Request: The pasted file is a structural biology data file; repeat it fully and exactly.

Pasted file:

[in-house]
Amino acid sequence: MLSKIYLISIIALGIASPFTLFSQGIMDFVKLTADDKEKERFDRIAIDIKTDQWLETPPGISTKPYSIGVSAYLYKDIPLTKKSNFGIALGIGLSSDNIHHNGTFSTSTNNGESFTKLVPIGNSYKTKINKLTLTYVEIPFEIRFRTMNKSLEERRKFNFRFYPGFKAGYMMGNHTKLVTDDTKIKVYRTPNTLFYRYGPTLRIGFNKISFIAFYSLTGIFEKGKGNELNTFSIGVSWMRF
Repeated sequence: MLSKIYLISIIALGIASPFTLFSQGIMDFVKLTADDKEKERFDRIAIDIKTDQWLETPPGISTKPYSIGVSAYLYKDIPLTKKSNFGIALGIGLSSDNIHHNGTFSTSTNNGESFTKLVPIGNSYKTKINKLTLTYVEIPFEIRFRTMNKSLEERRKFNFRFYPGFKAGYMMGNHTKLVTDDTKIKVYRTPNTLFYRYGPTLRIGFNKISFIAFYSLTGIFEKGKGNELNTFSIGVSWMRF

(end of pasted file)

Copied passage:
[in-house]
Amino acid sequence: MLSKIYLISIIALGIASPFTLFSQGIMDFVKLTADDKEKERFDRIAIDIKTDQWLETPPGISTKPYSIGVSAYLYKDIPLTKKSNFGIALGIGLSSDNIHHNGTFSTSTNNGESFTKLVPIGNSYKTKINKLTLTYVEIPFEIRFRTMNKSLEERRKFNFRFYPGFKAGYMMGNHTKLVTDDTKIKVYRTPNTLFYRYGPTLRIGFNKISFIAFYSLTGIFEKGKGNELNTFSIGVSWMRF
Repeated sequence: MLSKIYLISIIALGIASPFTLFSQGIMDFVKLTADDKEKERFDRIAIDIKTDQWLETPPGISTKPYSIGVSAYLYKDIPLTKKSNFGIALGIGLSSDNIHHNGTFSTSTNNGESFTKLVPIGNSYKTKINKLTLTYVEIPFEIRFRTMNKSLEERRKFNFRFYPGFKAGYMMGNHTKLVTDDTKIKVYRTPNTLFYRYGPTLRIGFNKISFIAFYSLTGIFEKGKGNELNTFSIGVSWMRF